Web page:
Dismiss Notice
Join Physics Forums Today!
The friendliest, high quality science and math community on the planet! Everyone who loves science is here!

Homework Help: Integration from first principles

  1. Dec 23, 2007 #1
    Please help me check my solution. Is there a simpler way to do this?

    1. The problem statement, all variables and given/known data

    Integrate x^3 cos x from first principles.

    2. Relevant equations

    Taylor series of cos x
    Sum of powers from 1 to n

    3. The attempt at a solution

    I am dividing the area under the curve from a to b into n strips and then summing up the areas (where the area is x.f(x)). Then express this in terms of n and let n tend to infinity.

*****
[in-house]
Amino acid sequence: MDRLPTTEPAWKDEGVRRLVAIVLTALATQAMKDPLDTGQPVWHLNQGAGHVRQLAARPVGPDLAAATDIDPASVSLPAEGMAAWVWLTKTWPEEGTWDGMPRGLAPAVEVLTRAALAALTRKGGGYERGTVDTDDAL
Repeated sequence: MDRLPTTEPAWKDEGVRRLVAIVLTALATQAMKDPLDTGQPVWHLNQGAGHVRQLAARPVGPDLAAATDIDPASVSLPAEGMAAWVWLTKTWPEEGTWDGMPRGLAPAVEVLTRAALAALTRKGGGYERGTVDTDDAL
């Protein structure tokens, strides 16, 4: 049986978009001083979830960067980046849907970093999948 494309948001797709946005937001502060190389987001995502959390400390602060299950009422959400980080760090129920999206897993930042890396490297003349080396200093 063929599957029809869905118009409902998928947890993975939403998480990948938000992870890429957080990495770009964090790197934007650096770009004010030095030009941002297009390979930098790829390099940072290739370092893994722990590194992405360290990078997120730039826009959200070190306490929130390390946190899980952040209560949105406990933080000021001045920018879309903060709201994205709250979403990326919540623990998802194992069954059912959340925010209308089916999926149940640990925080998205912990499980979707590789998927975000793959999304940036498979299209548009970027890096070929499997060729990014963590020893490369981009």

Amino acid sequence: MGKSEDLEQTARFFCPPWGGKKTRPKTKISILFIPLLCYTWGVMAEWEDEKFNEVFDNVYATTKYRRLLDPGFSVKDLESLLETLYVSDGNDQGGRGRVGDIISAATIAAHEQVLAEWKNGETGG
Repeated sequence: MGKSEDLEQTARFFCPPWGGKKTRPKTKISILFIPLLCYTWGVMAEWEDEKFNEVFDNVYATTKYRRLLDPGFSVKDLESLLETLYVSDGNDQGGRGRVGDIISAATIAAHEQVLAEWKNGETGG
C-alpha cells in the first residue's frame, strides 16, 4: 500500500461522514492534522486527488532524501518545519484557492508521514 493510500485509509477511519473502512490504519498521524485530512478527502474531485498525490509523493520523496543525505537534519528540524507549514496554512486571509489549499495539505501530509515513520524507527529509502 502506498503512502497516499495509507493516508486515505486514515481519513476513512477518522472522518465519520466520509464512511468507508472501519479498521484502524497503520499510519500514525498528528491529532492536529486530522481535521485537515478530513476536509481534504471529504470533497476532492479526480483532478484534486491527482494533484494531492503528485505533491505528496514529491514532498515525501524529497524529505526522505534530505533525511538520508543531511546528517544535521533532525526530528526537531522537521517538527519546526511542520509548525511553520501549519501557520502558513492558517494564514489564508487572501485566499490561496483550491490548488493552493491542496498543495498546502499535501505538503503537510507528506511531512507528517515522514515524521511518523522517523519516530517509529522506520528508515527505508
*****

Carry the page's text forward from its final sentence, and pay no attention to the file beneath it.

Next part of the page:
Let Sn = (Sigma) f(x') (delta)x
    where
    f(x) = x^3 cos x
    f(x) = x^3 - x^5/2! + x^7/4!

    x' = j . (delta)x

    Insert values from 1 to n, and then group
    ...
    ...

    Sn = [(delta)x]^4 . (1^3 + 2^3... + n^3)
    + [(delta)x]^6 . (1/2!) . (1^5 + 2^5 ... + n^5)
    + [(delta)x]^8 . (1/4!) . (1^7 + 2^7 ... + n^7)

    Delta x = b / n, where b is the upper limit for integration

    which yields 1/4 b^4 + 1/12 b^6...
     
  2. jcsd
  3. Dec 23, 2007 #2
    I'm not really sure what "first principles" means, but shouldn't Delta x = (b-a)/n instead of just b/n?

    Also you could do it with integration by parts, but I don't know if they want that or not.
     
Share this great discussion with others via Reddit, Google+, Twitter, or Facebook